TAN: Truth is arrogant

The most worrisome thing about Yale-NUS College is the effect it has had on our administrators. In their desire to bolster support for the project and please their Singaporean counterparts, they’ve subordinated the truth to an eerie political correctness.

Lately, very smart people have said very ridiculous things. Last week, President Richard Levin opposed a clause in a faculty resolution expressing concern about Singapore’s “lack of respect for civil and political rights” because he claimed it “carried a sense of moral superiority.”

His sentiments were echoed by some other faculty members, who, according to Economics Department Chair Benjamin Polak, worried that such language would be “offensive” or “arrogant.” The administration has grown reluctant to make any kind of value judgment on Singapore.

This stifling political correctness has produced absurdity. Last week, Fareed Zakaria, a trustee of the Yale Corporation, quoted Singapore’s former Education Minister Tharman Shanmugaratnam (“A global education for a global age,” April 3). “We both have meritocracies,” Shanmugaratnam said, comparing the U.S. and Singapore. “Yours is a talent meritocracy, ours is an exam meritocracy. We know how to train people to take exams.”

Zakaria seemed to endorse fusing the two traditions. Never mind that the purpose of an exam is to gauge talent, making a system that trains people to do well in exams for the sake of doing well in exams completely pointless. The exam meritocracy trains students to memorize large amounts of information, regurgitate it onto an exam script and then forget most of it within a week.

The American system has a degree of this, too, except that here, rote learning is rightly viewed as a low-grade form of education to be minimized. In fact, even many Singaporeans recognize this — which is why NUS proposed a new liberal arts college in the first place. Zakaria, however, makes no judgment about it — things are not better or worse; they’re just different.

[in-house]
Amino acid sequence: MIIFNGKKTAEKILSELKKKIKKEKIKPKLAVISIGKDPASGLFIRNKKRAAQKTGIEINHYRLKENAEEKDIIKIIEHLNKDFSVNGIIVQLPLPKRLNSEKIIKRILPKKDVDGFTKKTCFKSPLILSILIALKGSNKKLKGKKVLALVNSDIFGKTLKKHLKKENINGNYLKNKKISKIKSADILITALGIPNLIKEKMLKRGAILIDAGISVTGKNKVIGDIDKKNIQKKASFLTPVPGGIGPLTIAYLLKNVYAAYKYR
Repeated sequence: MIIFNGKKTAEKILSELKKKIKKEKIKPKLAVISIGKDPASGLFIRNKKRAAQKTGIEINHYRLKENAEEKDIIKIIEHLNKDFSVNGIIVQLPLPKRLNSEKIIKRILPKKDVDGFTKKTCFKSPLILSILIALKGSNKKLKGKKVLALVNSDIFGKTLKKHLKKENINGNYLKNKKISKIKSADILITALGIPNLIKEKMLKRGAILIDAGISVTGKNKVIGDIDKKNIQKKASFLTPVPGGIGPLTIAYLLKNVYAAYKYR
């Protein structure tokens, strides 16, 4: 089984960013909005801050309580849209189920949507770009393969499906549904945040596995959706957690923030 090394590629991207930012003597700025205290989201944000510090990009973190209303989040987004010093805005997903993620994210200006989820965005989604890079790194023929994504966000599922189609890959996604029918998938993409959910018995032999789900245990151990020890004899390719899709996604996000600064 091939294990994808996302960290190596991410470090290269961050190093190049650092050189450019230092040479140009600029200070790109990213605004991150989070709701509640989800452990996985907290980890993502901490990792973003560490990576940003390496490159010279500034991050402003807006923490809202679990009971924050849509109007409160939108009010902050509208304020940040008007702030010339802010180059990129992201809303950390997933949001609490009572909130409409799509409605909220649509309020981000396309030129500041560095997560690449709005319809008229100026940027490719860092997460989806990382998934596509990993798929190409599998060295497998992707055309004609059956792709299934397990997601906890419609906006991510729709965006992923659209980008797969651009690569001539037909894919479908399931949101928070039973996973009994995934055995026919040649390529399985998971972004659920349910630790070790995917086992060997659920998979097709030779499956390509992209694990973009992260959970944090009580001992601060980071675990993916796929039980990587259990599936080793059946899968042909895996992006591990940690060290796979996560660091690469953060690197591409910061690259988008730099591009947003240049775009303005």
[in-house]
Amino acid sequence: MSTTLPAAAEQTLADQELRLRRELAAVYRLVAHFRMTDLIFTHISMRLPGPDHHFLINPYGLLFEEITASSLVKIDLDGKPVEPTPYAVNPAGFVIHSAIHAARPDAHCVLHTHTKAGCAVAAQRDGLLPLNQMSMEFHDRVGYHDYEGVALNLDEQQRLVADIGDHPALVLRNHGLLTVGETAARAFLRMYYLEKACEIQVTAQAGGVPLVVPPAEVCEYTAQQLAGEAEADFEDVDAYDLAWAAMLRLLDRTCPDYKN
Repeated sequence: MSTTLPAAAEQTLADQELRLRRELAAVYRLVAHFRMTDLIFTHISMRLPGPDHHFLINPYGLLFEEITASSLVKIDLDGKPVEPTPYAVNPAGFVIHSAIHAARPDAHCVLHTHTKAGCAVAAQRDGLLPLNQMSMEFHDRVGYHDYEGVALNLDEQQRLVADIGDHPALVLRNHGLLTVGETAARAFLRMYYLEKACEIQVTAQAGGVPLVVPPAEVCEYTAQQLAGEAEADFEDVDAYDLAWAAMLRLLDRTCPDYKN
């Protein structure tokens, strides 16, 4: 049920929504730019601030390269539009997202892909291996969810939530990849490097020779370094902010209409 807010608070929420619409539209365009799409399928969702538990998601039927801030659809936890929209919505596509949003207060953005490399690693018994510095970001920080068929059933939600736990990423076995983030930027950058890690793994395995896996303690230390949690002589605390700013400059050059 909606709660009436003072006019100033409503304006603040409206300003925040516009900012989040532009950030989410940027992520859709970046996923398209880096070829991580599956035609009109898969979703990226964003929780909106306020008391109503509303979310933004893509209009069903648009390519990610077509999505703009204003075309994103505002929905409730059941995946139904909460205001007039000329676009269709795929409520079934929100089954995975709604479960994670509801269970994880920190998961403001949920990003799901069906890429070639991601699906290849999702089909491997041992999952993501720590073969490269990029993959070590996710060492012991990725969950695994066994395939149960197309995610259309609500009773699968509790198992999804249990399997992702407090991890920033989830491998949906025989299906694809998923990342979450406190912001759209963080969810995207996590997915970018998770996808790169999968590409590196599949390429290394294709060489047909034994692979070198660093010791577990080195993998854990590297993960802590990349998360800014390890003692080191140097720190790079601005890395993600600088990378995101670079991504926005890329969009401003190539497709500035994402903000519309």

Worse still was Yale-NUS Dean of Faculty Charles Bailyn’s comment on Singapore’s restrictions on freedom of expression and assembly. “What we think of as freedom, they think of as an affront to public order, and I think the two societies differ in that respect,” he told the News.

Again, things in Singapore are not better or worse; they’re just different.

I don’t know what inspired such moral relativism. Perhaps it was the idea often spouted by proponents of Yale-NUS that repression is necessary to protect ethnic sensitivities and religious beliefs. They advocate viewing repression in context.

Well, here’s its context. I’m from Malaysia, Singapore’s closest neighbor and the country it split from in 1965, and I have strong ties to the island-city. The sorts of arguments we’ve heard in the last few weeks sound familiar; I’ve heard them before, usually from local politicians seeking to defend despotic policies.

Repression is necessary, they claim, because allowing free expression threatens to upset the delicate balance of their multiracial society, which operates on Asian values.

The use of “Asian values” in this way is an insult to both Asians and the concept of values. Policies that limit speech in the name of harmony have stifled important debates and infantilized the people of Singapore and Malaysia, while also increasing intolerance by pandering to unreasonable sensibilities. By forever shielding their people from supposedly dangerous ideas, the governments of both countries keep their citizens politically immature, making them easier to rule.

This is the kind of atmosphere Yale-NUS will have to overcome if it wants to help its students think creatively and independently. To succeed, Yale will have to build on Singapore’s strengths instead of lending undeserved legitimacy to the country’s dubious censorship policies.